Let's All Ban Plastic Bags
Prohibition of Single-Use Shopping Bags
Single-use shopping bags are biodegradable bags, paper bags, or plastic bags that are used for transporting goods from retail outlets; not including reusable bags or cloth grocery bags.
Our city is making an effort to reduce waste prohibiting the use of single-use shopping bags by establishments (except for pharmacies, take-out/drive-through restaurants including mobile caterers, and liquor stores. I am impressed with the bylaw; we'll have to see how well it is implemented and the actual results in a few years.
Reusable Bags are Great
The purpose of the bylaw is to eliminate the distribution of single-use shopping bags. The expected positive consequence is the reduction of the negative effects of plastic and paper bags on the environment by reducing the waste going to the landfill. To make it easier for citizens, the municipality distributed free reusable bags during events and continue to do so. Retail stores in the city sell reusable bags in case you forget to bring them.
Reusable bags are useful and convenient. They are durable and can be machine-washed or hand-washed. To keep it further sanitary and safe, each bag can be labeled for specific food items (ie. meat products only, produce only, etc.) Being sturdy and strong, reusable bags can last for years. And, most importantly, each bag only needs to be used five times to have a lower environmental impact than one single-use shopping bag.
Why Even Continue to Use Plastic Bags?
Why would we want to reduce the amount of single-use shopping bags being used besides decreasing the amounts of waste going to the landfills? Well, it's important to know that each piece of plastic ever made still exists today. Plastic bags were introduced 50 years ago and because each takes more than 400 years to break down, each plastic bag still exists as well. Micro-organisms in landfills break down bio degradables like paper in five months or so and produce like fruit in a few days. But, since plastic bags are made from polyethylene, many micro-organisms are not as efficient in breaking it down, thus the length of time (400 years) it takes to break it down. Each year, between 500 billion and one trillion plastic bags are used around the world and is often found in coastal cleanups. It is also known to kill wildlife due to strangulation and consumption. Finally, plastic bags manufacturing releases tonnes of carbon into the atmosphere, increasing the effects of green house gases.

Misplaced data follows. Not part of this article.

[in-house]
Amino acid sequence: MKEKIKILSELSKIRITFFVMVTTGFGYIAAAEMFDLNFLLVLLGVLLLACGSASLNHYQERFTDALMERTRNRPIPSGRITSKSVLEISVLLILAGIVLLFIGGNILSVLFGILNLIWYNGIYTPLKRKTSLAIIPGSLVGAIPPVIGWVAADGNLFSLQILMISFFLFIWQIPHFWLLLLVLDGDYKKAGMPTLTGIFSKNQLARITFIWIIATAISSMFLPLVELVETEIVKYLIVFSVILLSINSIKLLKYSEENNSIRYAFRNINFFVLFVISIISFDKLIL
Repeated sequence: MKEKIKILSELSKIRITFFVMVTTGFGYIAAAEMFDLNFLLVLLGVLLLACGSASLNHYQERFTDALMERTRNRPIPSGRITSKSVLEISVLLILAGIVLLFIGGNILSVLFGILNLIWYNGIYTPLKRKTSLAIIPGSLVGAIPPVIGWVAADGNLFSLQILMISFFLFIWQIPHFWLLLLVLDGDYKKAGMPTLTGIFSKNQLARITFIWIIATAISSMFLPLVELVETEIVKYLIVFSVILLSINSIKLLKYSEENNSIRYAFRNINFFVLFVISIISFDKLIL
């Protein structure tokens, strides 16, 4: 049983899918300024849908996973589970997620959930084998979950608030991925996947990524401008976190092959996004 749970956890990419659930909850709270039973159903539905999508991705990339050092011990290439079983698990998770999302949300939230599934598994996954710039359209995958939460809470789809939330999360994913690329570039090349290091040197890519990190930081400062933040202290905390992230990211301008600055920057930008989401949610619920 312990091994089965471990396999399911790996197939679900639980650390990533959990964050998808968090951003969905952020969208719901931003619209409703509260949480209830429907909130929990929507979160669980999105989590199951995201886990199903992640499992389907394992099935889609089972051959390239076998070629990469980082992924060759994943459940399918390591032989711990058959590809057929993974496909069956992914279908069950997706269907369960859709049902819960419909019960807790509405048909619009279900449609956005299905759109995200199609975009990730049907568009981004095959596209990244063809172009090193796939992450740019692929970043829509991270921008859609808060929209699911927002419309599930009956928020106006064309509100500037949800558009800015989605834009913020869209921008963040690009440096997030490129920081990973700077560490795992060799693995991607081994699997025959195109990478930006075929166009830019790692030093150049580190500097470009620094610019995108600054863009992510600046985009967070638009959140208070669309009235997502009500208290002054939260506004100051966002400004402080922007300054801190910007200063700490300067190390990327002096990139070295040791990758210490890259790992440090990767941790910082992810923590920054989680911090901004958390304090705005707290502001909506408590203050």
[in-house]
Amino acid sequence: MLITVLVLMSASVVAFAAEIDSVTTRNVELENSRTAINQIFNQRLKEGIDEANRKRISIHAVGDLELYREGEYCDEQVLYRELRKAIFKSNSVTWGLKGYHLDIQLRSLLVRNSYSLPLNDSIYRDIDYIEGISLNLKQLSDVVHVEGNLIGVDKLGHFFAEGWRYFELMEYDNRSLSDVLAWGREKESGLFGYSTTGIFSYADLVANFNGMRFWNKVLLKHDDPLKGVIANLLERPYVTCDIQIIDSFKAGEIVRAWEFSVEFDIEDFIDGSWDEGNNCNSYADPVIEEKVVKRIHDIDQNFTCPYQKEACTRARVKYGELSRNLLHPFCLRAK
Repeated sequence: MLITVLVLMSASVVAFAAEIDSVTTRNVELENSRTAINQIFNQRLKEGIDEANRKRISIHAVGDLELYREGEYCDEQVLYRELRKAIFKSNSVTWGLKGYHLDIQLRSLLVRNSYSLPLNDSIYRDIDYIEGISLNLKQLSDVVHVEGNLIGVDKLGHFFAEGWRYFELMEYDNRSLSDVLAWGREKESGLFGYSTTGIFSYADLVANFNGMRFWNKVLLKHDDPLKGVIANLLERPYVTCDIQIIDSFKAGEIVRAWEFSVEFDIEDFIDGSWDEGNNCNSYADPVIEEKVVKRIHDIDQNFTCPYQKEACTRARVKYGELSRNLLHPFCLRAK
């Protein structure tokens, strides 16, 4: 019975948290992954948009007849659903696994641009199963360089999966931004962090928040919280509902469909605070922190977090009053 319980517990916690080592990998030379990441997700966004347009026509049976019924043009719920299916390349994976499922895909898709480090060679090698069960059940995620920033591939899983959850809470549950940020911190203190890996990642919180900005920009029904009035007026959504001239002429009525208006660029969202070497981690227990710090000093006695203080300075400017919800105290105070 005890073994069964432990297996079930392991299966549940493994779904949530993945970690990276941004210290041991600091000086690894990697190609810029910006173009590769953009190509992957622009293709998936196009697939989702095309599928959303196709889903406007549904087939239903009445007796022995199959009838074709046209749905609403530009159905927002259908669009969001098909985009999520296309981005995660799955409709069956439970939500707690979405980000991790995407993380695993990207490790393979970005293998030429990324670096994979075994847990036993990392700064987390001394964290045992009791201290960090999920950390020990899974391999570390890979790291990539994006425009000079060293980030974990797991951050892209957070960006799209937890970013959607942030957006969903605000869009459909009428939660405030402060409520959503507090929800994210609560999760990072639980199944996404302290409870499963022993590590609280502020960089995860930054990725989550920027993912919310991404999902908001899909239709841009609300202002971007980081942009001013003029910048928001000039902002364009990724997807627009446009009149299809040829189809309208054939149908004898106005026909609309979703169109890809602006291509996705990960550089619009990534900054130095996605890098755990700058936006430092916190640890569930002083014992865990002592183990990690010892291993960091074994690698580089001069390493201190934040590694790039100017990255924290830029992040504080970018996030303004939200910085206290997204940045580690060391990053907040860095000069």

What About Your City
Does Your City Have a Single-Use Shopping Bag Bylaw?See results without voting
Whole countries, like Ireland, have such bylaws implemented for 5 or 6 years already. I would encourage all Canadian cities to implement this bylaw and make it easy for its citizens to become accustomed to it. Many are starting to use and have been using reusable bags since their introduction, and so I am certain it will be welcomed. Informing people about the usefulness of such a bylaw would certainly draw little opposition.
Daniel Burd Plastic Bag Breakdown Experiment
Another encouraging thing regarding the use of plastic bags is the experiment of a young high school science student from Waterloo, Ontario. His winning science fair experiment in 2008 drew the attention of many scientists. He came up with a way to use bacteria to speed up the decomposition of a plastic bag in a soil solution (you can read the article from CBC).
Daniel Burd found that two bacteria, Sphingomonas and Pseudomonas, were the micro-organisms most effective at breaking down plastic. He isolated these bacteria and increased the temperature. The result was that the bacteria broke down the plastic bag by 43%.
I salute Daniel Burd for such an amazing experiment and thing that he should get far more than the $10,000 he won at the science fair once scientists are able to use his findings for the degradation of plastics.
Excellent work Mr. Burd and keep it up Wood Buffalo!
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